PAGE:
Rich Communications Services (RCS), and Why Google is Pushing Android Messages

Android Messages and Rich Communications Services (RCS)

With messaging apps taking over the world of social media, creating a global standard for messaging is becoming more critical by the day. Rich Communications Services, or RCS, is one such standard that is being adopted by carriers worldwide, and we should see it rolling out to consumers over the next year or so.

In the familiar world of SMS and MMS, RCS stands out as a unique initiative, allowing large image file sharing, group messaging and chat, location sharing and video calls, among its other features.

RCS tries to go far beyond traditional messaging apps in that it supports integration with contact apps, sharing of contacts and real-time information when you’re on a call.

The only hurdle to rolling this out worldwide is that both the sender’s and recipient’s app as well as network must necessarily support RCS. However, RCS is designed in a way that it fails-over to SMS or MMS if compatibility isn’t found in the recipient’s app, device or network.

The essential difference between other apps and RCS is that it is linked to your mobile number, so it doesn’t require additional permissions for video calls, group chats and so on. In phones of the future, RCS is expected to come right out of the box.

One of the main reasons for RCS is that Android needs a more unified messaging system like iMessage for iOS devices. Apple was able to bring in sweeping changes to iMessages with iOS 10.X versions because it’s comparatively simple to roll out major changes.

As such, it is in Google’s interest to push hard for RCS across multiple carriers, and that’s what they’re doing with Android Messages. In addition to carriers adopting a “Universal Profile” for RCS, which will allow them to seamlessly work for Android devices irrespective of the carrier in question, device makers also need to get on board.

As of now, the following device makers and carriers have hopped on the RCS bandwagon:

OEMs: LG, Motorola, Sony, HTC, ZTE, Micromax, Nokia, Archos, BQ, Cherry Mobile, Condor, Fly, General Mobile, Lanix, LeEco, Lava, Kyocera, MyPhone, QMobile, Symphony and Wiko, along with Pixel and Android One devices.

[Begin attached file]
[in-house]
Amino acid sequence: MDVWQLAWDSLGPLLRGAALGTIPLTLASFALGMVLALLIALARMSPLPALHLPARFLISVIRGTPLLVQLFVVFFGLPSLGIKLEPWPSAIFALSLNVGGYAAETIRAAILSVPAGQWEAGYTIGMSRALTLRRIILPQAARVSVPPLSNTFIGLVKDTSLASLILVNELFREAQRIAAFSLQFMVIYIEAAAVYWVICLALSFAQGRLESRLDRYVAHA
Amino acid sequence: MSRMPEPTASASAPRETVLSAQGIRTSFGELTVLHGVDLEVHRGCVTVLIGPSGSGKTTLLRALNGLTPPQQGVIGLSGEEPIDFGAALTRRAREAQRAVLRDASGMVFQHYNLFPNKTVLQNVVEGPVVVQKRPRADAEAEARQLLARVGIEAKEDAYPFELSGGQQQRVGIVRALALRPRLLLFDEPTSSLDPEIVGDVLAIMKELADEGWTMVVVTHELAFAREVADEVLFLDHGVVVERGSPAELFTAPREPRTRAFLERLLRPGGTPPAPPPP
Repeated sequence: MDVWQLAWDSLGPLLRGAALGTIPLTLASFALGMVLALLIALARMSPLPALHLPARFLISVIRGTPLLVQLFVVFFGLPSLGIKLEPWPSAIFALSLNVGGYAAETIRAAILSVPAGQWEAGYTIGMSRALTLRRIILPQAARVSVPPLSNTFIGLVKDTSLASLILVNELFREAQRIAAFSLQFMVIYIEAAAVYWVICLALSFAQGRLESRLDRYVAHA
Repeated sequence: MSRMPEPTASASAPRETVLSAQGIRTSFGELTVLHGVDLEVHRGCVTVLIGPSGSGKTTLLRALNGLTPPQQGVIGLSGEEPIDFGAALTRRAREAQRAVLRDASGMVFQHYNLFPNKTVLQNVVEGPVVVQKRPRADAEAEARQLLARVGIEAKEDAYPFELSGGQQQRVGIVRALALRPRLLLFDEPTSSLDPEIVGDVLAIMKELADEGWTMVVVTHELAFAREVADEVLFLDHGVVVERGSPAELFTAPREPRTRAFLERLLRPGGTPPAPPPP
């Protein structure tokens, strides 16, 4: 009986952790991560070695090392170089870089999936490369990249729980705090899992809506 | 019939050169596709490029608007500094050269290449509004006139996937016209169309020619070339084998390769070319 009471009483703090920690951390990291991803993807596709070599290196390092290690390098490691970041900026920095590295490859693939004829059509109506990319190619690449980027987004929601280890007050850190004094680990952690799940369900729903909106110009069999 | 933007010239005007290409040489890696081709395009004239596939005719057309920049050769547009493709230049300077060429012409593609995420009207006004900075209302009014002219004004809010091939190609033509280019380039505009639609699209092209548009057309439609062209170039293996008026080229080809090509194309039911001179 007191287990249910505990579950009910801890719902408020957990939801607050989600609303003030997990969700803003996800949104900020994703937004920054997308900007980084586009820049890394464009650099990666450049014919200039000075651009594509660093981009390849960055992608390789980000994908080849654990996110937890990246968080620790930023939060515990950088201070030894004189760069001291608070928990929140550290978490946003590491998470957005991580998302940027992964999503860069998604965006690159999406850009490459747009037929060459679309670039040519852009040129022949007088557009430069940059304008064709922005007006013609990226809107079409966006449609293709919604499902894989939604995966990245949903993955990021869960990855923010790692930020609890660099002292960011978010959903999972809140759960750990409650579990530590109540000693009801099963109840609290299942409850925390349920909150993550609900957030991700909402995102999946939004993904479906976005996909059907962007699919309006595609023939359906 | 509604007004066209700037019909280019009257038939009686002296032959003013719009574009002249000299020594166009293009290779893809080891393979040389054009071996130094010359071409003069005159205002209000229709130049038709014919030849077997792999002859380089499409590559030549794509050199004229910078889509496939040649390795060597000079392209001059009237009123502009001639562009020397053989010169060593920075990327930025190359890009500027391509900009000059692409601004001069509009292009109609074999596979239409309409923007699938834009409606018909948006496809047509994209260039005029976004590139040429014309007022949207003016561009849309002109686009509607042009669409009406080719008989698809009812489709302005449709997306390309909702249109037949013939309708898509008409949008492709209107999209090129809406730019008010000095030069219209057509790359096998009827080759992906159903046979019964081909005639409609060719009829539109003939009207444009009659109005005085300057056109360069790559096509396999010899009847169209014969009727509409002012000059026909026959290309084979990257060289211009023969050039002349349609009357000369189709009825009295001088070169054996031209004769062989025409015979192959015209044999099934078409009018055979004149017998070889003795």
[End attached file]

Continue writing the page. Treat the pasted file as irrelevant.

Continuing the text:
Carriers:  Sprint, Rogers, Telenor, Orange, Deutsche Telekom, Globe, and Vodafone

According to information from Google, adding all the users on these carriers should bring RCS coverage to more than a billion people. But did you notice that Samsung is not part of the OEM list?

We’ve already seen why Apple might not have an interest in adopting such a standard (although they might, considering that iPhone owners need to have seamless communication with Android users as well), but why is Samsung not on the list? For that matter, what about three of the biggest carriers in the United States – AT&T, Verizon and T-Mobile?

That’s exactly what Google is pushing for by rolling out Android Messages. With the rollout, Google hopes that big device makers and carriers will agree to come on board. The fallback, of course, is that RCS defaults to SMS/MMS when it senses incompatibility, as we saw.

One of the biggest potential benefits is that businesses will be able to interact more closely with their customers. For that purpose, Google is rolling out an Early Access Program so businesses can start sending RCS messages. These messages will now start coming from verified senders, as opposed to you seeing a short code number on your device’s messaging system.

Another key benefit is that device makers will be able to simply deploy Android Messages instead of having to create their own individual messaging apps.

The overall benefit of having something like Android Messages is that the Android ecosystem will slowly be weaned away from the older and often disparate SMS/MMS standards – at least, within the framework of Android’s user base, which already numbers in excess of 2.1 billion users.

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